Conflict prevention is deeply constitutive of CFSP and ESDP, particularly since the Laeken European Council's declaration that the Union has become “operational” in these fields. The Rapid Reaction Force is an important conflict prevention capability, but is of course only one of a number of such capabilities at the Union's disposal. It is simply one albeit important tool in the large and well stocked conflict prevention tool-box available to the Union.
I welcome that the first two EU crisis management missions are clearly conflict prevention in scope. The Police Mission in Bosnia-Herzegovina is to be a mixture of conflict prevention and post-conflict institution building. Moreover, the anticipated EU takeover of the current Task Force Fox mission in the Former Yugoslav Republic of Macedonia will effectively be the heir of the UN Preventive Deployment Force in that region.
These are excellent examples of the preventive potential of peace-keeping operations. We have all seen the benefit of preventive deployment - as well as the cost involved when the international community either fails to deploy preventively, or when it withdraws or winds up a successful ongoing operation.
Ladies and Gentlemen,
There is real urgency attaching to the task of conflict prevention. While we might ask ourselves whether we can afford to act, we would do well also to ask whether we can afford not to do so when international peace and security come under threat.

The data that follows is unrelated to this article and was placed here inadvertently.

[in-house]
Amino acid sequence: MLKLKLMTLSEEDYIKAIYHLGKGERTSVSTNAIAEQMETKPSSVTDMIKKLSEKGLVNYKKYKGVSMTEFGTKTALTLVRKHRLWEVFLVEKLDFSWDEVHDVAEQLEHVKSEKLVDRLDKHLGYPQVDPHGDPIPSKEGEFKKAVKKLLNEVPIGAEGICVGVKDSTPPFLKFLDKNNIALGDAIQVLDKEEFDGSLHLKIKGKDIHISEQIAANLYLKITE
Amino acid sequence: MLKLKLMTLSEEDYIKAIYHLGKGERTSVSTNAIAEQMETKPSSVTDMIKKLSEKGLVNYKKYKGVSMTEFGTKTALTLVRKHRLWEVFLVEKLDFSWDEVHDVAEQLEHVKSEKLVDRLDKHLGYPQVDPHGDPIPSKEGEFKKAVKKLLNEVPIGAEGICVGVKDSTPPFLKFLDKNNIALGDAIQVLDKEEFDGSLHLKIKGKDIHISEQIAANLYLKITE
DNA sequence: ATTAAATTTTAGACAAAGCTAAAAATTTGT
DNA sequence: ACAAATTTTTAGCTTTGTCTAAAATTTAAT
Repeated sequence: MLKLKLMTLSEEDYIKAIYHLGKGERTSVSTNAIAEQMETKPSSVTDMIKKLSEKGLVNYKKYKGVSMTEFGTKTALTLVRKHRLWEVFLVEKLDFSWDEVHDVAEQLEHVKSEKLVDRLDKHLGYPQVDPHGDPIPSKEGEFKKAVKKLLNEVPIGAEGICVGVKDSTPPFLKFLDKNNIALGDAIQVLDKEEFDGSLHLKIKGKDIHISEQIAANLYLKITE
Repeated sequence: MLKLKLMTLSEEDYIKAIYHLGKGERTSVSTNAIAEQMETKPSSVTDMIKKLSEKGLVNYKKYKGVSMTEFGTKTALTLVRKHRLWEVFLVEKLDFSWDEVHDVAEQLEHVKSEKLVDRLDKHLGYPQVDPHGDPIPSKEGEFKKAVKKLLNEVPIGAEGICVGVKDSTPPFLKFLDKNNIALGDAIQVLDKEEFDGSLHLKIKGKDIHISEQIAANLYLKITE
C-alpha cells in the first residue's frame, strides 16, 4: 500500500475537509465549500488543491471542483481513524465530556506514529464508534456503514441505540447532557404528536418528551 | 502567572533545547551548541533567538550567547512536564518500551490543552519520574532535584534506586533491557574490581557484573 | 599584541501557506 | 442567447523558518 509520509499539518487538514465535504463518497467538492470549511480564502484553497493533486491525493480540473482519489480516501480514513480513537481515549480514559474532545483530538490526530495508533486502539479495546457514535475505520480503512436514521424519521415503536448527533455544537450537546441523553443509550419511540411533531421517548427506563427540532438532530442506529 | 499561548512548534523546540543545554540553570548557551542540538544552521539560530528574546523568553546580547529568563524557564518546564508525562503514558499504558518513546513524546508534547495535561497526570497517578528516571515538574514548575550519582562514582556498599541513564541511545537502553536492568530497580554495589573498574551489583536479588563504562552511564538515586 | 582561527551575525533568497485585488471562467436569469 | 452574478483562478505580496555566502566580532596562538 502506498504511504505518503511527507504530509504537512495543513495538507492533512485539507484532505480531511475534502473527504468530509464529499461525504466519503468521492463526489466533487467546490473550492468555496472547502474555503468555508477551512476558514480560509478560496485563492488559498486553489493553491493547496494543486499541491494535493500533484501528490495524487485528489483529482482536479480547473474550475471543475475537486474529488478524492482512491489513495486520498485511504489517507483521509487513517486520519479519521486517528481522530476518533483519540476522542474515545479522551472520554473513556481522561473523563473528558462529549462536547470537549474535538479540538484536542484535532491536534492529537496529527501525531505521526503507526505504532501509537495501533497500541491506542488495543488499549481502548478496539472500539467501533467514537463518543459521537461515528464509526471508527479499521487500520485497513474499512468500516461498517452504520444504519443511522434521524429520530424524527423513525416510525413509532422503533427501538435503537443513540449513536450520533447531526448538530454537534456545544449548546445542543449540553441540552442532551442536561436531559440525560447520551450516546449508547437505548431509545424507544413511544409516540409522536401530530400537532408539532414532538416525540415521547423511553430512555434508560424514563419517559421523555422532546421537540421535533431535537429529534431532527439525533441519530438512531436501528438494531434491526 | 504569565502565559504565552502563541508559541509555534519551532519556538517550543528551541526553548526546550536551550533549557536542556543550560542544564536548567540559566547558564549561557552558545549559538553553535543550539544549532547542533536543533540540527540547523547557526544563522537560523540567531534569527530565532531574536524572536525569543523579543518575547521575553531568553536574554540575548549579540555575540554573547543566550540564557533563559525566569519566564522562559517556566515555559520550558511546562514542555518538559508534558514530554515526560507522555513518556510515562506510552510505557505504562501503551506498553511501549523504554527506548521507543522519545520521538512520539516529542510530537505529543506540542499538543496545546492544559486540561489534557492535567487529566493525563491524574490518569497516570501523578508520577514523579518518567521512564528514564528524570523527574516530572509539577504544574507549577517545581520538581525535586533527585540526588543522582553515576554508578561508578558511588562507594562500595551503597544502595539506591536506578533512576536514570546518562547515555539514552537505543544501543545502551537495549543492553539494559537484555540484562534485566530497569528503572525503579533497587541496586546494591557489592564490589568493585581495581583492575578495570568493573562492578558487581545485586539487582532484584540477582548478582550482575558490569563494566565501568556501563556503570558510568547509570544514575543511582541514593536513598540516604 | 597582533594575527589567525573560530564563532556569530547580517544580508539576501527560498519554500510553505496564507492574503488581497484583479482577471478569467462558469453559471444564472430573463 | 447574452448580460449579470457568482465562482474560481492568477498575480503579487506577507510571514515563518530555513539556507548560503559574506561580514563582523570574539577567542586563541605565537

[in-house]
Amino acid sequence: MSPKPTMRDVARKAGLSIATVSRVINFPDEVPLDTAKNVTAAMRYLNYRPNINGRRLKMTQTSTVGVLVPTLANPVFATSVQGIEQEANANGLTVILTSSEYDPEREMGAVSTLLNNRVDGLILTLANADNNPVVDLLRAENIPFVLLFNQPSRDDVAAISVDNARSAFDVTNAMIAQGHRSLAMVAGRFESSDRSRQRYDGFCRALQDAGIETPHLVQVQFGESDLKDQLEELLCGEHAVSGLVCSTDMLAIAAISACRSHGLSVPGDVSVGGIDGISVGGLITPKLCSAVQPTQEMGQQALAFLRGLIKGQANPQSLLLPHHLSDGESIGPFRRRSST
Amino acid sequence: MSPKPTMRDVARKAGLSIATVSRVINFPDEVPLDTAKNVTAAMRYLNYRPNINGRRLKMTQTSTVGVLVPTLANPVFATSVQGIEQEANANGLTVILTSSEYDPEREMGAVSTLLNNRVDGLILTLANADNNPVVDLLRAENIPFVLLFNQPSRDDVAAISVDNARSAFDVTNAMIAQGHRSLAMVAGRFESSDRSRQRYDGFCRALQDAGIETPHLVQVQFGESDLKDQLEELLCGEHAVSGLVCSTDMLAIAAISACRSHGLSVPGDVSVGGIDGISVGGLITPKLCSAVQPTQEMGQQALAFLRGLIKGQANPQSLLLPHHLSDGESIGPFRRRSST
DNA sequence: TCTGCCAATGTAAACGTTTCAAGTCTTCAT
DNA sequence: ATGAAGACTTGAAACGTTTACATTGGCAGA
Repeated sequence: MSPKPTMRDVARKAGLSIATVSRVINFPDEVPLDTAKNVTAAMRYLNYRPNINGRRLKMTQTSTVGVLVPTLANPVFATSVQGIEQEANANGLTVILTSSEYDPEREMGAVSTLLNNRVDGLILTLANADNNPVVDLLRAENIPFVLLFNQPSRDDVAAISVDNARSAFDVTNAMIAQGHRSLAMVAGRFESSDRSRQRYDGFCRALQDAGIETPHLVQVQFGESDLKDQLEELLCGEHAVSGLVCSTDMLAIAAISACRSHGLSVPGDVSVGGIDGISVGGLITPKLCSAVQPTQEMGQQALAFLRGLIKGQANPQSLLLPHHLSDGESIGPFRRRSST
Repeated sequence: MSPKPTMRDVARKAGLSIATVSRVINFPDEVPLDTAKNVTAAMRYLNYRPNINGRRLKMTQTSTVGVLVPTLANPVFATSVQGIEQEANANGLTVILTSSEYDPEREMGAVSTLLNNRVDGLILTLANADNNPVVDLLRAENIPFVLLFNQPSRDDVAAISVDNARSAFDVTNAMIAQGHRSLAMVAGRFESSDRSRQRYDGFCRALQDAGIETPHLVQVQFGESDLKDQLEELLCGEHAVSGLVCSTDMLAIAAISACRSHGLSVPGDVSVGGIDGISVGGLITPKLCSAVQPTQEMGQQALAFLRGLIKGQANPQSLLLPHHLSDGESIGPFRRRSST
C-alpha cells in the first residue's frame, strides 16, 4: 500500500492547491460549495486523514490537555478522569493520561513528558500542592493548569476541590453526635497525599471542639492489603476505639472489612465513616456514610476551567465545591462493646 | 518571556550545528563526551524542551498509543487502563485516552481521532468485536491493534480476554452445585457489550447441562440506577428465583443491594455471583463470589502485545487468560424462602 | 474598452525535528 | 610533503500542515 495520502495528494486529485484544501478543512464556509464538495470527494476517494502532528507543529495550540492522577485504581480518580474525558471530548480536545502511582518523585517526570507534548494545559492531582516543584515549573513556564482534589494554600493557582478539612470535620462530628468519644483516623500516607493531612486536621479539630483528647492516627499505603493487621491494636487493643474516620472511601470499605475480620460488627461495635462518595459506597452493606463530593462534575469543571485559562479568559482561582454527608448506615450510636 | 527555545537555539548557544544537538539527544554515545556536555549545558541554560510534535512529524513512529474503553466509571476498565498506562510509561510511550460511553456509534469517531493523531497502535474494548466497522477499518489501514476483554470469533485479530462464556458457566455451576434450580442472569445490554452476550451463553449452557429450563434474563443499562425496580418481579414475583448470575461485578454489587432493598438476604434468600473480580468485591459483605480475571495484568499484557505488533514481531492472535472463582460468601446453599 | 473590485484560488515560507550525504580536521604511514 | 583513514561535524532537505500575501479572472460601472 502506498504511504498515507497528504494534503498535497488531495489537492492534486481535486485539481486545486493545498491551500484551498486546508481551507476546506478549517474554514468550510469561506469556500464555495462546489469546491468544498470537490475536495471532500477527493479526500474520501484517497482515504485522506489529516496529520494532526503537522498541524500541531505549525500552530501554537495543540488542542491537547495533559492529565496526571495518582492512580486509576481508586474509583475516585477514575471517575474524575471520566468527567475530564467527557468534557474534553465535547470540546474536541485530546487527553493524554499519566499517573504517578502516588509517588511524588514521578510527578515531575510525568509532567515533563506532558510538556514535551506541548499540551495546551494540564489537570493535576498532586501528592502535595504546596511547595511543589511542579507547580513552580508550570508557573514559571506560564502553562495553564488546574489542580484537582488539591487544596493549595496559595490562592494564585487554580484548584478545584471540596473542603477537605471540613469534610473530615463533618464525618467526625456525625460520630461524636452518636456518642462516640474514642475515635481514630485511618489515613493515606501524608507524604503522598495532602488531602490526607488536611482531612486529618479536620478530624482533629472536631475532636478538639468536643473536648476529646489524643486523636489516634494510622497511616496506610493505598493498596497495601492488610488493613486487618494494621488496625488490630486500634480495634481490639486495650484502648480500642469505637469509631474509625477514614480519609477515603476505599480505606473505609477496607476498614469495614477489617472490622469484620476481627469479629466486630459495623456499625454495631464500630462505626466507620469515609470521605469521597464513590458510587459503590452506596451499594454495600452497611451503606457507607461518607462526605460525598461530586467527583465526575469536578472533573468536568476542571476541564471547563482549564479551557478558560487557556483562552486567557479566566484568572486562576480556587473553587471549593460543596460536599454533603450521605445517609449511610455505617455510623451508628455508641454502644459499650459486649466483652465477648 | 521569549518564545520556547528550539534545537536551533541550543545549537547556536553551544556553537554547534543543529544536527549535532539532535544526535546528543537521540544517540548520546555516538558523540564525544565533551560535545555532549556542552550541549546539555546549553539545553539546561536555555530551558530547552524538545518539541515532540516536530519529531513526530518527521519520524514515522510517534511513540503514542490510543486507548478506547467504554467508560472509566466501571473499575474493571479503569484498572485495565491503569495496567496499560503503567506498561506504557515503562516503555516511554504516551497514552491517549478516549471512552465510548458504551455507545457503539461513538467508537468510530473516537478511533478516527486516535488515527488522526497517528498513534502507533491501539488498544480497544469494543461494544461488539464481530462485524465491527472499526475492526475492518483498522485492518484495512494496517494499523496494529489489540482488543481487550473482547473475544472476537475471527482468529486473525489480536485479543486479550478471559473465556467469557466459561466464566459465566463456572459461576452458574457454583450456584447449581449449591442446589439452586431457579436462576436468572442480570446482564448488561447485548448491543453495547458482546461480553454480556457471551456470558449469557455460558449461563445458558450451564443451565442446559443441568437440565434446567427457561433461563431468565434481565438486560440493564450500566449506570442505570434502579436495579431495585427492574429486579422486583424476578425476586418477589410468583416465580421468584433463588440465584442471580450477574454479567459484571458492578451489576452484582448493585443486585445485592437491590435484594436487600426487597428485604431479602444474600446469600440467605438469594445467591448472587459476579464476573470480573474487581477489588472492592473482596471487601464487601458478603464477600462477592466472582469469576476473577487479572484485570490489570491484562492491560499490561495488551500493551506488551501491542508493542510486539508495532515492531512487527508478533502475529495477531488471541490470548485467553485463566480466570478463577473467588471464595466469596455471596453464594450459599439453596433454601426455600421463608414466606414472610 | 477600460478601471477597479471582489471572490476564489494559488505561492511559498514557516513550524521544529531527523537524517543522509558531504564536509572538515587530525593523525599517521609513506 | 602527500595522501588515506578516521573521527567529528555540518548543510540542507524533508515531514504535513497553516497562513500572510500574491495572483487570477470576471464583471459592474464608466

Implicit in this is the need for sustained interest by the international community. Our respective political systems are often not conducive to meeting this challenge and nor, it might be said, are our institutions. Media pressures play their part in this. But do we wait for conflicts to fit into our frameworks, or should not our frameworks be able to adapt to meet the needs of the situation?
I look forward to hearing views expressed on these and other issues during the remainder of our Conference. The ongoing and very important dialogue between European regional organisations and the UN should continue to develop. Our common values demand no less than that the prevention of death, destruction and misery should become an absolute priority for us all.Top